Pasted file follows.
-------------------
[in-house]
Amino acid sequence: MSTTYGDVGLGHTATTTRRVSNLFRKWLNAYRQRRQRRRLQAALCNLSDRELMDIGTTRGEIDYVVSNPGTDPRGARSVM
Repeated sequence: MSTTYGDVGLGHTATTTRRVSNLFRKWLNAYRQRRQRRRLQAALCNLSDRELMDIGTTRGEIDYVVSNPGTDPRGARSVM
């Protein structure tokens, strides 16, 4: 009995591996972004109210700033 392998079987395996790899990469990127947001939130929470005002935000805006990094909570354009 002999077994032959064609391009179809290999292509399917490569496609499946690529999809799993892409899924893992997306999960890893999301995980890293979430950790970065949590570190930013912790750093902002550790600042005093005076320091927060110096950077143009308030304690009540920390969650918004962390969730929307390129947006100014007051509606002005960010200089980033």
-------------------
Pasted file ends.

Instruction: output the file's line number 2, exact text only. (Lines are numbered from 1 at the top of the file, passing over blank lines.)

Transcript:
Amino acid sequence: MSTTYGDVGLGHTATTTRRVSNLFRKWLNAYRQRRQRRRLQAALCNLSDRELMDIGTTRGEIDYVVSNPGTDPRGARSVM